Is organic fruit and veg better for your heath?

By Sarah Noone, Maebh Williams and Katie Abrahams Nutrition News   |   23rd Nov 2018

Our expert dietitian, Sarah Noone and student dietitians, Maebh Williams and Katie Abrahams, debunk the myths behind organic foods.

Organic foods have risen in popularity in recent years and seem to be associated with the belief that they are healthier and better than non-organic food, but is that really the case?

Are organic fruit and vegetables more nutritious?

Although some organic fruit and vegetables may be slightly higher in certain nutrients, others may have the same or even less than non-organic produce. However, these differences are likely to be insignificant considering overall dietary intake. There is simply not enough scientific evidence that organic fruit or vegetables are more nutritious or have additional health benefits to eating non-organic or conventionally grown produce. Ultimately considering that most people in Ireland are not eating the recommended five to seven portions of fruit and vegetables a day, the most important thing is not whether the fruit and vegetables you eat are organic, but rather that you include them in your diet every day.

What about pesticides?

All foods are regularly tested for pesticides and must follow strict European regulations that are monitored by the Food Safety Authority of Ireland (FSAI) to ensure they are below levels safe for human consumption. If you are at all concerned about pesticide exposure, make sure to wash fruit and vegetables thoroughly under cool running water before eating or cooking.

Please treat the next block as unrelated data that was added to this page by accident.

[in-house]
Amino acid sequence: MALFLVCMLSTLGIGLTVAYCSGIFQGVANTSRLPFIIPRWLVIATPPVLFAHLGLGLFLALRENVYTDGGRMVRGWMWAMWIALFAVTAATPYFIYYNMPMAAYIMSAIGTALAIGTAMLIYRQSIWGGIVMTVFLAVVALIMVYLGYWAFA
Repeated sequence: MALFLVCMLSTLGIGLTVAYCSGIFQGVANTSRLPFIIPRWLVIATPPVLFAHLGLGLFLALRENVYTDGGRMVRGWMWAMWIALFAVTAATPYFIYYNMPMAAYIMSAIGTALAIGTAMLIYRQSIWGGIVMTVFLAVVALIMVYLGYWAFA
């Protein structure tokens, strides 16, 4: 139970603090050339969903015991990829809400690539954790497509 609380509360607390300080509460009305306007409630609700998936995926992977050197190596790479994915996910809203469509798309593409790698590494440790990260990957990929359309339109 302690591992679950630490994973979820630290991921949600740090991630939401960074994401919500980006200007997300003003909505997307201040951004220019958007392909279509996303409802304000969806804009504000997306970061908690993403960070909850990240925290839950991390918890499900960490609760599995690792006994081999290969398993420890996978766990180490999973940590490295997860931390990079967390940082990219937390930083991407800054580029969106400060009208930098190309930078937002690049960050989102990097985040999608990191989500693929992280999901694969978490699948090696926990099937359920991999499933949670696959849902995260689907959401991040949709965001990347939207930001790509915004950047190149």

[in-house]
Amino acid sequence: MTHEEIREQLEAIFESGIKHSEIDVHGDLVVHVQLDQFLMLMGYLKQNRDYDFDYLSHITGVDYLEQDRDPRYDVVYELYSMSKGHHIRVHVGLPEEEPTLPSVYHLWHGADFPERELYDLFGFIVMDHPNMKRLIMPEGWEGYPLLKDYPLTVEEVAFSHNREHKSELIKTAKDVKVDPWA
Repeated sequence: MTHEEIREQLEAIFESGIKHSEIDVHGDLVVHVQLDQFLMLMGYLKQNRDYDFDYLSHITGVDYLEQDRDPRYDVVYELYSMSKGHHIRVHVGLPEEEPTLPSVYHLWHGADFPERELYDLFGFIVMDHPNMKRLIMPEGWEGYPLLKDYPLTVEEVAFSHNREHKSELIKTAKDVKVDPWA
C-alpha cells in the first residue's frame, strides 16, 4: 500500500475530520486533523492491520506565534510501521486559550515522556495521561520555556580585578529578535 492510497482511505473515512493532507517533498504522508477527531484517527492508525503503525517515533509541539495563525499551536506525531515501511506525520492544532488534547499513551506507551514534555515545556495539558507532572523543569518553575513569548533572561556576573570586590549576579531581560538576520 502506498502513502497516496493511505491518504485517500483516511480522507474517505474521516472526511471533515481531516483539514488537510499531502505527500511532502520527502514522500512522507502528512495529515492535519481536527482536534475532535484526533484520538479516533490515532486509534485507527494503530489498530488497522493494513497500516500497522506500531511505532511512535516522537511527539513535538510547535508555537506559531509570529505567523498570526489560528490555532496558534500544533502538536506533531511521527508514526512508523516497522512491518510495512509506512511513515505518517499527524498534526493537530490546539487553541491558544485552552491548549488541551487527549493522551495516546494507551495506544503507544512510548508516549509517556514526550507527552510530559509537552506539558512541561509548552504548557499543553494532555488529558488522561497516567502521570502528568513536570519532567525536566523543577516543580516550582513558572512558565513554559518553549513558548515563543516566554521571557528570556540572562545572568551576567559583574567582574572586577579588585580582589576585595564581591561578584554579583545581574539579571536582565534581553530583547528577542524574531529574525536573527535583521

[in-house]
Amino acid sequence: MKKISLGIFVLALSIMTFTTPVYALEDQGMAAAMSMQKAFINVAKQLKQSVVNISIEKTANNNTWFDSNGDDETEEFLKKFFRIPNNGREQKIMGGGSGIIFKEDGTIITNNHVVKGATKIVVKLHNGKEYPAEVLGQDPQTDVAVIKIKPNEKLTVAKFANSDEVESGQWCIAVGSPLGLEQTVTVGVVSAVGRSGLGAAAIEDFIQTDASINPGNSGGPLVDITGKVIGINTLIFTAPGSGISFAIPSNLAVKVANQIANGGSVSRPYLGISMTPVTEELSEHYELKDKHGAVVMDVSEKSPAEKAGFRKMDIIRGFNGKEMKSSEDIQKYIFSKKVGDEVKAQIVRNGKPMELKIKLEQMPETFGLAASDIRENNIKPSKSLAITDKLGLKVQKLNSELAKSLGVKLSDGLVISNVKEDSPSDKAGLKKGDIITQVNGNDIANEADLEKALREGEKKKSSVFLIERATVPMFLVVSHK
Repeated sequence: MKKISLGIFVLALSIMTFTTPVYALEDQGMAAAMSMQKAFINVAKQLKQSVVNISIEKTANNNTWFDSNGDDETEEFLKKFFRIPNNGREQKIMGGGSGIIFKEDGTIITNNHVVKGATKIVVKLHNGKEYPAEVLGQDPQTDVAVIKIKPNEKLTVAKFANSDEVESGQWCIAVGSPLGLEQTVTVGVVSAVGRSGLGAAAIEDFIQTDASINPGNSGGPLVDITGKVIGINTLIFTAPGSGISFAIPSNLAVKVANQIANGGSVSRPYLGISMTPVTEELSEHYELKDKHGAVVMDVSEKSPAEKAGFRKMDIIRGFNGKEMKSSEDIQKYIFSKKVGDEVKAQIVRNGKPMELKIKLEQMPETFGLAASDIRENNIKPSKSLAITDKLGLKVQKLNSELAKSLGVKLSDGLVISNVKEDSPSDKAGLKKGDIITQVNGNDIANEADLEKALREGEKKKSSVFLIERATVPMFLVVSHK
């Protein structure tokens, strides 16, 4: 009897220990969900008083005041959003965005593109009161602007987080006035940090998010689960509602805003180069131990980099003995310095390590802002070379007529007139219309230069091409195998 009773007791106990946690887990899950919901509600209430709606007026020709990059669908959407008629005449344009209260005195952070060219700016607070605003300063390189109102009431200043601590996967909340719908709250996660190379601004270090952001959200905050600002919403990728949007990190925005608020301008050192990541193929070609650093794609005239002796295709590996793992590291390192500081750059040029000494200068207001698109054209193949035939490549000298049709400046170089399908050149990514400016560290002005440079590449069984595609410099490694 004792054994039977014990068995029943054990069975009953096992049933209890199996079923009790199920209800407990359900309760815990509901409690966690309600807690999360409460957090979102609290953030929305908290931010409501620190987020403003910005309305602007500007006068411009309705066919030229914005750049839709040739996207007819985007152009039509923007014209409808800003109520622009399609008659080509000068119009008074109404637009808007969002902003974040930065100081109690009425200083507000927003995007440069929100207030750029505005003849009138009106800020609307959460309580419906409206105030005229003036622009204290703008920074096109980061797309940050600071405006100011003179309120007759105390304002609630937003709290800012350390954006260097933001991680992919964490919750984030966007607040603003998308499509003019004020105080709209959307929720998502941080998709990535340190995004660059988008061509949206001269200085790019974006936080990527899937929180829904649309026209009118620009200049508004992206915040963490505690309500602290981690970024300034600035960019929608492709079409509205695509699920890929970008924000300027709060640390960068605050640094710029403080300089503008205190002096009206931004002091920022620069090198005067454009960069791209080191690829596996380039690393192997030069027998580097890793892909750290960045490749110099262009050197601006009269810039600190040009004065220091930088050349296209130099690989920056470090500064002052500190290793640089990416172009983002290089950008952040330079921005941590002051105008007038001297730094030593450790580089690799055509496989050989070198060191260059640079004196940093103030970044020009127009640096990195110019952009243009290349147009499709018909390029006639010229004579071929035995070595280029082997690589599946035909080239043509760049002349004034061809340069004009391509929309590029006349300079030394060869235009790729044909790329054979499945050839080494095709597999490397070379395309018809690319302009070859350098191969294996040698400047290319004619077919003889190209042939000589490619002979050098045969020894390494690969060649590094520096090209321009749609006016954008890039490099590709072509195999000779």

The most important thing is not whether the fruit and vegetables you eat are organic, but rather that you include them in your diet every day.

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The Bottom Line

There is not enough evidence to firmly state that organic fruit and vegetables are better or healthier than non-organic produce. The important thing is that you include fruit and vegetables in your diet irrespective of whether it is organic or not. When it comes to heart health, it is what your diet looks like as a whole that matter and not single foods or nutrients. Remember, a heart healthy diet contains lots of vegetables, fruit, whole grains, pulses, oily fish, modest amounts of oils, low fat dairy, and lean meat, and low intakes of foods high in fat, salt and sugar.

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diet myths dietitian healthy eating healthy living nutrition organic

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